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As housing market ‘crashes’, 2023 is off to worst start in decades – but here’s why analysts are dreaming of a mild spring

As housing market 'crashes', 2023 is off to worst start in decades - but here's why analysts are dreaming of a mild spring

As housing market ‘crashes’, 2023 is off to worst start in decades – but here’s why analysts are dreaming of a mild spring

Homebuyers hoping for a better climate in 2023 may have to wait longer, as they now face the highest mortgage rates to start a new year since 2002.

However, analysts remain hopeful that today’s floating rates will stabilize in the coming months.

“While mortgage market activity has slowed significantly over the past year, inflationary pressures are easing and should lead to lower mortgage rates in 2023,” said Sam Cather, chief economist at Freddie Mac.

“Homebuyers are waiting for rates to come down significantly, and when they do, a strong job market and a large demographic tailwind of millennial renters will support the buying market.”

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30-year fixed-rate mortgages

The average 30-year fixed rate is 6.48%, up from last week when the average rate was 6.42%, Freddie Mac reported Thursday.

At this time a year ago, the average rate was just 3.22%.

“Although rates more than doubled a year ago, rates are likely to stabilize below 6% in 2023 as inflation continues to slow in the coming months,” said Nadia Evangelou, senior economist at the National Association of Realtors.

She admits that only a small fraction of potential buyers will be able to afford a home if these conditions remain.

“With qualifying income near the $100,000 threshold, 32% of all households and 15% of all renters can currently afford to buy a median-priced home.”

Mortgages with a fixed interest rate for 15 years

The average 15-year fixed rate rose to 5.73%, compared with the previous week’s rate of 5.68%.

At this time last year, it was 2.43%.

“Equity markets are reacting to the uncertainty brought about by the dichotomy between rising recession expectations and incoming economic data showing continued resilience,” writes George Ratiu, manager of economic research at Realtor.com.

“Real estate markets are firmly in the winter season, with high prices and rates creating a barrier for many buyers on the road to home ownership.”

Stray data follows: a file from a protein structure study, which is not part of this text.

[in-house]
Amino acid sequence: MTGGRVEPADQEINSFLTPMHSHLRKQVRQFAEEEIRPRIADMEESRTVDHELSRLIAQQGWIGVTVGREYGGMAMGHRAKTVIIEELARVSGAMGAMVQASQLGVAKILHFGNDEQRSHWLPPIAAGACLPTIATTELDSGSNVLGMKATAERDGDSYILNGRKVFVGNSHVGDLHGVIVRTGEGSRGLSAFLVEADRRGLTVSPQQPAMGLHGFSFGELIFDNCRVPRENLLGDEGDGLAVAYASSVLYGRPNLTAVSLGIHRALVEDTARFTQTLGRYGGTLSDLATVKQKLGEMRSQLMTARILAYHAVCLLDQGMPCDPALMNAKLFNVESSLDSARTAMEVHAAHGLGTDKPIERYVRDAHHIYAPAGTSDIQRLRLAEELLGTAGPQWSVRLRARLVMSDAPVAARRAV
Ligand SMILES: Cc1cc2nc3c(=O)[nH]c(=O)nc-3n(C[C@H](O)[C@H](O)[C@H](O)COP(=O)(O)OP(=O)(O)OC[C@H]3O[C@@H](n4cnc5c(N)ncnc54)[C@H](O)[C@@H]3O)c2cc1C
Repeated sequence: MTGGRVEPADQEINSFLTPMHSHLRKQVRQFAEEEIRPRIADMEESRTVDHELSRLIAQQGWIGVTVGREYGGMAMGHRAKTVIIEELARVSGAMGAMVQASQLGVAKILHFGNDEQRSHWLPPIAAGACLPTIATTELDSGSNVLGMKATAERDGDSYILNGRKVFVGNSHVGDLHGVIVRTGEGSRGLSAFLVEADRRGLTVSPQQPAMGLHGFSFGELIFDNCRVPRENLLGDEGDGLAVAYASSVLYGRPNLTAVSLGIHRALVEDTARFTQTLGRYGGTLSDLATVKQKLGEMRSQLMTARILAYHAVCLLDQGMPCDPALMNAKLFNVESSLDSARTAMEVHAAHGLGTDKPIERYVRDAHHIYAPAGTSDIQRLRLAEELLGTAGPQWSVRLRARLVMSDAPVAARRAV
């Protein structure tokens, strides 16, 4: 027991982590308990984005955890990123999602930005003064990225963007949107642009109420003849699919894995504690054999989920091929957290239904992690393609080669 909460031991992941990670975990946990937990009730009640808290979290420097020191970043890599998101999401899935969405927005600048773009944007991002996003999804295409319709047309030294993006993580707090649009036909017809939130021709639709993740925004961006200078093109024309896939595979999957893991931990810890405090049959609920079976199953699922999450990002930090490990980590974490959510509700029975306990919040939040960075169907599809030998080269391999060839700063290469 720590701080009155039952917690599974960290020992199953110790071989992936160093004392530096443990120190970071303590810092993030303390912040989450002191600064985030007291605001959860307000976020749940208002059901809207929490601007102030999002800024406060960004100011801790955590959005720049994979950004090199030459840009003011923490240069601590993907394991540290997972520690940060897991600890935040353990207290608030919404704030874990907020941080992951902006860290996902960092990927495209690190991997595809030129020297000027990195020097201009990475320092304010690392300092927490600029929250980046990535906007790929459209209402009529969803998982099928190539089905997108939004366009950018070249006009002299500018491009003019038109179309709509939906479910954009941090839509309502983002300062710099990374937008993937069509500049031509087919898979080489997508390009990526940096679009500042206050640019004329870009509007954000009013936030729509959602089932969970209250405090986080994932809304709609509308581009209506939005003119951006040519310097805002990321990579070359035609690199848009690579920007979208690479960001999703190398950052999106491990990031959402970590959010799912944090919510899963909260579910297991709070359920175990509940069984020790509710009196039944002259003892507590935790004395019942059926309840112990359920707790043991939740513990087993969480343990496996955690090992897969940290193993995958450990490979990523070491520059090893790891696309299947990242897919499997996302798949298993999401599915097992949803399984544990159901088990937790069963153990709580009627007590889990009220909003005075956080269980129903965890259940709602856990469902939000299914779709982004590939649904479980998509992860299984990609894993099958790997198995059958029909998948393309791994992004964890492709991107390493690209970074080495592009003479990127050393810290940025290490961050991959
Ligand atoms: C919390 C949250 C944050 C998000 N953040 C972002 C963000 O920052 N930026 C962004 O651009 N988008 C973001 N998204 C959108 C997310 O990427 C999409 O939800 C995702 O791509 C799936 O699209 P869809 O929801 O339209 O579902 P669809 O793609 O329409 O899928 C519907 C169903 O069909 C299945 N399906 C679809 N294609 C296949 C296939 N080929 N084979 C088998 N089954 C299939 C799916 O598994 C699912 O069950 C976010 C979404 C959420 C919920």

Ratiu points out that a median-priced home buyer today could face a monthly payment that is 64% higher than last year.

“We may have to wait until the start of the spring shopping season to clarify the direction of the housing market this year, especially as both buyers and sellers pull out of the market.”

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Pending home sales are falling

Pending home sales fell 32% in December, compared to the same period last year, Redfin reports. Sales fell to their lowest level since at least 2015.

“The real estate market disappeared in late 2022 due to mortgage rates at 6% and above, a looming recession, record low new listings, extreme winter weather and the typical holiday slowdown,” writes Redfin data reporter Dana Anderson.

The real estate giant points to the most drastic declines in “pandemic homebuying hotspots” in Las Vegas, Phoenix and Austin, where pending sales have fallen by more than 50%.

“Two categories of buyers are just starting their search: first-timers who hope prices and competition will be more manageable than they have been in years, and returning buyers who took a break after losing out on multiple homes during the pandemic bidding – war madness,” says Seattle-based agent Shoshana Godwin.

Godwin believes buyers may be able to find homes at slightly lower prices now compared to last year, but the market could become more competitive in the coming months.

“I expect new listings to remain sparse as homeowners cling to low interest rates while a pool of determined buyers circle the few homes that are available.”

Mortgage applications have hit their lowest level since the 90s

Mortgage applications sank 13.2% from two weeks earlier, according to the Mortgage Bankers Association. (Data was not released last week as MBA offices were closed for the holidays.)

“The end of the year is typically a slower time for the housing market, and with mortgage rates still well above 6% and the threat of a recession, mortgage applications have continued to decline over the past two weeks to the lowest level since 1996,” says Joel Kahn , vice president and deputy chief economist at the Mortgage Bankers Association.

Refinancing activity is also down 16.3% from two weeks ago — and is 87% lower than the same time last year.

“Even as home price growth slows in many parts of the country, elevated mortgage rates continue to weigh on affordability and keep potential homebuyers out of the market,” Kahn says.

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This article provides information only and should not be construed as advice. Provided without any warranty.

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